This article comes from Entrepreneur.
Let’s take a look at seven mistakes you may be making as a leader that are hurting your organization.
No one likes negativity, especially when it comes from leadership. Employees look to leaders for inspiration, guidance, advice and hope. Dale Carnegie sums it up best in his book, How to Win Friends and Influence People. “Any fool can criticize, condemn and complain – and most fools do,” Carnegie writes. “But it takes character and self-control to be understanding and forgiving.”
Mistakes happen, from the mailroom all the way up to the boardroom. It comes with the territory. How we deal with them determines our maturity as a leader. Destructive criticism will only demoralize your team even if it’s done behind closed doors. Instead, leaders must learn the fine art of giving constructive criticism. Acknowledge their strengths and how employees can improve.
Praise and recognition are things everyone craves. Successful leaders tap into that desire by offering feedback that is not only helpful, but transformative too.
Henry Ford knew that listening is one of the most valuable skills a leader possesses. On his board, he had numerous people that disagreed with him. He didn’t want a bunch of Yes Men, but rather people that would challenge his thinking.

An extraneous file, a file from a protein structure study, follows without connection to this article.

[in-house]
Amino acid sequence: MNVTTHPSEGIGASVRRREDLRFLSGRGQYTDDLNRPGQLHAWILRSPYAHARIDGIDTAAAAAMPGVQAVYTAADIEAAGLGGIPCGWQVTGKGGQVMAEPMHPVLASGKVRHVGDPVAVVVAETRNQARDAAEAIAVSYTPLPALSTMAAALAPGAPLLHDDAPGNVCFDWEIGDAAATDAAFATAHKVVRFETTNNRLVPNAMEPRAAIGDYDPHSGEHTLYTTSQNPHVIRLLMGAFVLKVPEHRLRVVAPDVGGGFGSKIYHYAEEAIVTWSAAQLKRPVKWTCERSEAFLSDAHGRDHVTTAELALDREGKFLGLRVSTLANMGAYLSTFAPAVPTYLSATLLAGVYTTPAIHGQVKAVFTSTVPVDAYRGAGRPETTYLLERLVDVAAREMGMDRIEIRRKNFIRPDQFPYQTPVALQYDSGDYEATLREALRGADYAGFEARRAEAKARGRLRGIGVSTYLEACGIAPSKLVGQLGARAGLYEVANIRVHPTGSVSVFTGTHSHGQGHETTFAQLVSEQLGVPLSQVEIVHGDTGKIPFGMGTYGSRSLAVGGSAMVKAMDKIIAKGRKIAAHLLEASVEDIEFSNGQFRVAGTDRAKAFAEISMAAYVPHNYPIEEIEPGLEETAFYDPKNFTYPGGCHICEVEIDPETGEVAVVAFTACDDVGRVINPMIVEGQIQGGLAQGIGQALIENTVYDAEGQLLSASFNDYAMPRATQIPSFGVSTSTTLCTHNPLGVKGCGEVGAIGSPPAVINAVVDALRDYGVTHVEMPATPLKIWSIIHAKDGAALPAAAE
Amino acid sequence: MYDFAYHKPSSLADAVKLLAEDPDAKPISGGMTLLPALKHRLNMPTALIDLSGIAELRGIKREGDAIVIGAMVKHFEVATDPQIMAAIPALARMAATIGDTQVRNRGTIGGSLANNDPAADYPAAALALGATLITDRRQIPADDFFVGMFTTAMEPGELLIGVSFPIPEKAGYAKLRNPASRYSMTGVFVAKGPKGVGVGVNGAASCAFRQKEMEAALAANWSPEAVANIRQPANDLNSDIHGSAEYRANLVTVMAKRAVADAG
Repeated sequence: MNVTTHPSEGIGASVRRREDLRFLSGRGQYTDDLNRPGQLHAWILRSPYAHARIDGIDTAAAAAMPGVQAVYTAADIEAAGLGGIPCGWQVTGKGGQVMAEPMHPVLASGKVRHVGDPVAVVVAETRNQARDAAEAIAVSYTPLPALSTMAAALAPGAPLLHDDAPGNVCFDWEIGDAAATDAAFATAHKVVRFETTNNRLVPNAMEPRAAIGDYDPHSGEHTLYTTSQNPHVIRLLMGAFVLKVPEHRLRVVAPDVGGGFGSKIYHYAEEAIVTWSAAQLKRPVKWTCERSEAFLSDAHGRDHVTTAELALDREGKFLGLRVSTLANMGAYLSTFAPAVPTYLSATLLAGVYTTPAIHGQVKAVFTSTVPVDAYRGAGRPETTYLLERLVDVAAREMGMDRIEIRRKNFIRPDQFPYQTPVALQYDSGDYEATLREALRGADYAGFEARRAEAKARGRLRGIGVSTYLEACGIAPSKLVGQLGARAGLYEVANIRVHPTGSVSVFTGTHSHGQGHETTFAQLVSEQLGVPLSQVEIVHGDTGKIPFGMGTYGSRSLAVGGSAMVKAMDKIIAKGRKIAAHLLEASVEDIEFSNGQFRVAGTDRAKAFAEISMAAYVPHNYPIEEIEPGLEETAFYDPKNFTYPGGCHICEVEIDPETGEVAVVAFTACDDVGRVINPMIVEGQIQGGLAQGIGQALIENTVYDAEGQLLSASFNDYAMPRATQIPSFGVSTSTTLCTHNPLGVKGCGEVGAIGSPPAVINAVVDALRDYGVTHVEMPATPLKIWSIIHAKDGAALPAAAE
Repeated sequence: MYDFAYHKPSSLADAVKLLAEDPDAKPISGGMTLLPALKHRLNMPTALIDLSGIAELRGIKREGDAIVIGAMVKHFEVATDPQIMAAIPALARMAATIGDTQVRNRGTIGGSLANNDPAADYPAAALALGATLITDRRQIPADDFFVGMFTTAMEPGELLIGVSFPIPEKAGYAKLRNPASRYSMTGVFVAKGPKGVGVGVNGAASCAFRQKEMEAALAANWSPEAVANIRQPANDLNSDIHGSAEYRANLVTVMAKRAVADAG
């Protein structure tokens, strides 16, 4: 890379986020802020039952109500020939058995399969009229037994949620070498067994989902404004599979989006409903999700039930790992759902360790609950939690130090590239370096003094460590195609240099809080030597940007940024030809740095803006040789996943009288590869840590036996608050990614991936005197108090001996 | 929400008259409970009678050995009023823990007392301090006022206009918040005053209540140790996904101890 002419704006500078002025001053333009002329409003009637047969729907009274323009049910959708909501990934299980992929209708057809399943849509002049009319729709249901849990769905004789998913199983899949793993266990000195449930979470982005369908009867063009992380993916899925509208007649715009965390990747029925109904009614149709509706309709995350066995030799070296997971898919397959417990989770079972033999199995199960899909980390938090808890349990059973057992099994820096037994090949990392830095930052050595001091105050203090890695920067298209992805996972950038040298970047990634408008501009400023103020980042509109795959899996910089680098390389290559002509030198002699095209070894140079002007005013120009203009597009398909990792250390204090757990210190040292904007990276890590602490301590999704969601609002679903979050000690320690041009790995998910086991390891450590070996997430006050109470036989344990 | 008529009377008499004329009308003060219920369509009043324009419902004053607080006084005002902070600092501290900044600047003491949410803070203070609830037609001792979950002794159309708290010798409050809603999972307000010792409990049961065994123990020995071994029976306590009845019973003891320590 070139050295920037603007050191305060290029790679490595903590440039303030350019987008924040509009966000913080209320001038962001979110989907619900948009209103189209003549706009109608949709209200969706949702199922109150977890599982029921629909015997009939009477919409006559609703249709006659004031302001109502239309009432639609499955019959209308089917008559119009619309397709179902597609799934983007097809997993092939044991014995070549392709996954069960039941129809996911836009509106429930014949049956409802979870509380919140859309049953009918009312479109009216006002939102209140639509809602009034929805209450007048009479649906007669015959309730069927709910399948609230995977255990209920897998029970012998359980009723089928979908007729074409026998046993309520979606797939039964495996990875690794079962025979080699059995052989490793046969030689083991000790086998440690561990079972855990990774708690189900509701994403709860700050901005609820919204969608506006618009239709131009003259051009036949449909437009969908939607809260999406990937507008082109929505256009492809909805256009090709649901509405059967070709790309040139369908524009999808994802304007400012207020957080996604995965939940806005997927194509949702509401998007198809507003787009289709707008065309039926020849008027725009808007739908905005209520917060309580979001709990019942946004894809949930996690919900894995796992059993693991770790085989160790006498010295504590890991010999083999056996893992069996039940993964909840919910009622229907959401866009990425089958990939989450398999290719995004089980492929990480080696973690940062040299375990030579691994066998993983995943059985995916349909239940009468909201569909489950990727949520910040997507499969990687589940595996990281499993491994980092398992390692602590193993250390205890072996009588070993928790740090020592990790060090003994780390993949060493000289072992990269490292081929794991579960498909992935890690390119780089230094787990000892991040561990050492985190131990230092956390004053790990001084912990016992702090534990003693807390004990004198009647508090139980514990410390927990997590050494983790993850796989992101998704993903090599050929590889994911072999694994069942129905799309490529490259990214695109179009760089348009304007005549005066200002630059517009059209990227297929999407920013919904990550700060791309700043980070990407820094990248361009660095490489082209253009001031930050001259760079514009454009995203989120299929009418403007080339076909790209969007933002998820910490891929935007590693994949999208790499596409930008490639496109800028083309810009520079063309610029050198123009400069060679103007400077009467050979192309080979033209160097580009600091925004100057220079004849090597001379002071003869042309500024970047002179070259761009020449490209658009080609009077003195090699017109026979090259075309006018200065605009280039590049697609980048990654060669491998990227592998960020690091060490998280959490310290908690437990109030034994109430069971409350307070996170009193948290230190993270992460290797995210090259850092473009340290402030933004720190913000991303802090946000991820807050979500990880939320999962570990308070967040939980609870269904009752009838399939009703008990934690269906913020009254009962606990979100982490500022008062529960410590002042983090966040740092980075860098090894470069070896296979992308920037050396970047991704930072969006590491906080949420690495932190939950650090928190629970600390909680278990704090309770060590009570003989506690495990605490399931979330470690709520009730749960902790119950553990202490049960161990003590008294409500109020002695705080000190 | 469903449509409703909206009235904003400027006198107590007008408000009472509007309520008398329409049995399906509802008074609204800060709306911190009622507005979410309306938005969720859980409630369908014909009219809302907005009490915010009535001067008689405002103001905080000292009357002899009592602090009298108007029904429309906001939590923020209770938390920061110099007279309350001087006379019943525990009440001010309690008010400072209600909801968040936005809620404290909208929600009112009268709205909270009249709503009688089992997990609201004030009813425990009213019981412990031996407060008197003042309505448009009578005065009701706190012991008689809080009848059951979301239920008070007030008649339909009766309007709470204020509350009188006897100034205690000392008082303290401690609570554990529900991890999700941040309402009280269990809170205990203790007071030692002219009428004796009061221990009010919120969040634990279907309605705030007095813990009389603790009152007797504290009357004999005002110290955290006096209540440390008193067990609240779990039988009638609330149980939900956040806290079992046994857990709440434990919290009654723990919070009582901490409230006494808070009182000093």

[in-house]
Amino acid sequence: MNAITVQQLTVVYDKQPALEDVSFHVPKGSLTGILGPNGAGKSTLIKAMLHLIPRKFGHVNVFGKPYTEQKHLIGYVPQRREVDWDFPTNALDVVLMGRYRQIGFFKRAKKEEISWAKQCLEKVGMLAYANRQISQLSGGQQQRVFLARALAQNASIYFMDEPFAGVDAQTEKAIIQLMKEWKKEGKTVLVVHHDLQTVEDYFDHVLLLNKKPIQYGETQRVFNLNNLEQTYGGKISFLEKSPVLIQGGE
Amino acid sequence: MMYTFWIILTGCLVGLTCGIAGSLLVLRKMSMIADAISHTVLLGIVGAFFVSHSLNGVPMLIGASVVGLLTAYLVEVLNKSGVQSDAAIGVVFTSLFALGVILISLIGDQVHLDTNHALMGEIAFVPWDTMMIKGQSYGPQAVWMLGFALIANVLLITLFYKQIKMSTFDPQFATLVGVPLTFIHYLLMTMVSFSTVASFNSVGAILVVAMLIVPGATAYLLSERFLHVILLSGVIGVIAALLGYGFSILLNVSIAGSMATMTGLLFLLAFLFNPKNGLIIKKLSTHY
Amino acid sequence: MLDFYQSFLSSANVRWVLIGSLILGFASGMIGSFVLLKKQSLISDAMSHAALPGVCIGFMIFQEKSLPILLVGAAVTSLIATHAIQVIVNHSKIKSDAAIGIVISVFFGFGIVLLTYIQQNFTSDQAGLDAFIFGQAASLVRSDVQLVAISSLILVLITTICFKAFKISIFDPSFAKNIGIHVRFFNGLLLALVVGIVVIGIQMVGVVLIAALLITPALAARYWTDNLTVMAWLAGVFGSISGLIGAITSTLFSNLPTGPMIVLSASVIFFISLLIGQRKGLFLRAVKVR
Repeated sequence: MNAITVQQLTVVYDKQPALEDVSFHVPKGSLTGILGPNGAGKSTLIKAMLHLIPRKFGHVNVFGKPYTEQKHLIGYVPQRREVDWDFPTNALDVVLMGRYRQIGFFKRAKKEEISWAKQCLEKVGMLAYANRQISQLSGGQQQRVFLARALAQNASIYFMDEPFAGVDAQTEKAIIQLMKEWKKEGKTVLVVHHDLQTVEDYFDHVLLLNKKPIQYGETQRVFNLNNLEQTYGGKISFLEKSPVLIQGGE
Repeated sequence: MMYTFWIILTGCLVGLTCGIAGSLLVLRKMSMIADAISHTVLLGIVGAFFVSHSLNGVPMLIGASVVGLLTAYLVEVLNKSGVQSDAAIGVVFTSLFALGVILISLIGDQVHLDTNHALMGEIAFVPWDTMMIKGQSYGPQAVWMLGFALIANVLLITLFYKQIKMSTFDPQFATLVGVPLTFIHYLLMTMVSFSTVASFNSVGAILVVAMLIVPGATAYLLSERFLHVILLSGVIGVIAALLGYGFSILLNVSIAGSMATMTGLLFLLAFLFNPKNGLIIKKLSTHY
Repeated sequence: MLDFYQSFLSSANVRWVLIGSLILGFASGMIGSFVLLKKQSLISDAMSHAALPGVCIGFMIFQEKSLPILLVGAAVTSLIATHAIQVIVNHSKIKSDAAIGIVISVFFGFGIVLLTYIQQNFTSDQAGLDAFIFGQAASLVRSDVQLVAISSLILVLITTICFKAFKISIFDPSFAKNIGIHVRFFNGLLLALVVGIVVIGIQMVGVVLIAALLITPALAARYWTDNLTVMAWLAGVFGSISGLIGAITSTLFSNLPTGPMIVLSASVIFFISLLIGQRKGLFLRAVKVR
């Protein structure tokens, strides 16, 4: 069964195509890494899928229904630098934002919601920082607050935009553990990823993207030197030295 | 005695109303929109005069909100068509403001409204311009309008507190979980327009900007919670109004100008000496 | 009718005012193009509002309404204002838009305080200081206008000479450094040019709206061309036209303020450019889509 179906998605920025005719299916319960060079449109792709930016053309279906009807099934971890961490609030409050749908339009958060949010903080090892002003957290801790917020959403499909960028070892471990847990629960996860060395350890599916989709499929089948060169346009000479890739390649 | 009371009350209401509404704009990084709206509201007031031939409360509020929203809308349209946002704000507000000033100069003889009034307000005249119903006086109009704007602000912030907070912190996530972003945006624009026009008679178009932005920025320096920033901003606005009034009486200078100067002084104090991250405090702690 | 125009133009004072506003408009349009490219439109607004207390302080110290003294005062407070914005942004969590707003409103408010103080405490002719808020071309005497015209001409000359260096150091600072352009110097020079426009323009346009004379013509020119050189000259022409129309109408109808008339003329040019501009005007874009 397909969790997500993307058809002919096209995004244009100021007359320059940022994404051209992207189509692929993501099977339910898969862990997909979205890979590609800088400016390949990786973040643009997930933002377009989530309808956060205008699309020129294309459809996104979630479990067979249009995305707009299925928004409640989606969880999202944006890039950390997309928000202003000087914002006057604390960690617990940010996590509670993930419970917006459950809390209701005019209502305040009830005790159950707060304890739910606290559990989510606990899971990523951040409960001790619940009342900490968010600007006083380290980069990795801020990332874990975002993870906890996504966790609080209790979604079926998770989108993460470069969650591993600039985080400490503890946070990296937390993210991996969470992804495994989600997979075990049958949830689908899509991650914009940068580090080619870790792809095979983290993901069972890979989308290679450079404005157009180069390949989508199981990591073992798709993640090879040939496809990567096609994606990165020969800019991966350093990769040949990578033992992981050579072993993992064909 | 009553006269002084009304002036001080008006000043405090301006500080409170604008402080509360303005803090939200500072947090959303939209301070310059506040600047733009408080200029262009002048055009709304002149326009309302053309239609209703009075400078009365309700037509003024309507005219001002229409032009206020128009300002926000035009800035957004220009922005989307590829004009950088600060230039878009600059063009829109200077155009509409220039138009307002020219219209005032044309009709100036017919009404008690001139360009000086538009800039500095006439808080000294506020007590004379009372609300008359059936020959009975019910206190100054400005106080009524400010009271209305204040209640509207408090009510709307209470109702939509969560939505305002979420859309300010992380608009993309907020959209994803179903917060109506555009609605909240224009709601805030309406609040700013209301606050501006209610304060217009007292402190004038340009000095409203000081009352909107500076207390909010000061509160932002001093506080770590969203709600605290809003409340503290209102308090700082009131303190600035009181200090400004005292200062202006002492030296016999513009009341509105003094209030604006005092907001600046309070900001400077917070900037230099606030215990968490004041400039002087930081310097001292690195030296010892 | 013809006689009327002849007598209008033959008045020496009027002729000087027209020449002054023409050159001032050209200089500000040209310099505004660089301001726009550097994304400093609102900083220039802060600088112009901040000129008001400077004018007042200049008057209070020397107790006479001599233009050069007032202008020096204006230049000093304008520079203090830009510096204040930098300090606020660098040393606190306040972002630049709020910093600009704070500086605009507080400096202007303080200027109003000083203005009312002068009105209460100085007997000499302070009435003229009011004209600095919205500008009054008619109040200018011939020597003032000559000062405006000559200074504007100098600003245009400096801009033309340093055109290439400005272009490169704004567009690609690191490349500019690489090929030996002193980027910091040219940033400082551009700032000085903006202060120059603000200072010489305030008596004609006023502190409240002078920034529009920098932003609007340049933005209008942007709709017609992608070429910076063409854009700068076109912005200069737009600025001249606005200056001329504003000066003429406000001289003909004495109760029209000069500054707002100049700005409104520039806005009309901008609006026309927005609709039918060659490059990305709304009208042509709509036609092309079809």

Listening is a skill that is often overlooked by many. Those leaders that fail to listen, won’t be leaders for long.
Business is ripe with stories of companies that failed to see the changing winds. Blockbuster refused to let go of their cash cow and fell prey to Netflix. Yahoo underestimated the power of Google’s search engine. Kodak created the digital camera, but stuck with film and paid the price. Innovation is always just around the corner.
Leaders must keep their ears to the ground and take swift action when they hear the rumbles in the distance.
As a leader, one must develop the ability to make decisions quickly. Indecisiveness is a productivity killer for teams who often have so much on their plate that one delay in their pipeline can cause all sorts of logjams. Decisiveness tells their employees there is a plan in place and we know what to do. Even if it turns out to be the wrong course of action, through taking action in the wrong way, you will learn how to correct course quickly. Without action though, people become paralyzed, unsure of how to proceed.
Great leaders understand the power of books. In the words of Walt Disney, “There is more treasure in books than in all the pirate’s loot on Treasure Island.” They start their day by filling their minds with knowledge. They read articles and books both in and outside of their field. They know the golden rule of learning “garbage in garbage out.” They feed their mind with ideas and inspiration. They get into the right mindset, before they even leave for work.
This is an absolute killer. As a leader, the buck stops with you. If you’re not willing to accept responsibility for the mistakes made in your organization, you set a dangerous standard.
After you’ve made it to the top, you need to make sure you don’t let bad habits set in. Despite the simplicity of the aforementioned mistakes, mastering them takes a lifetime.
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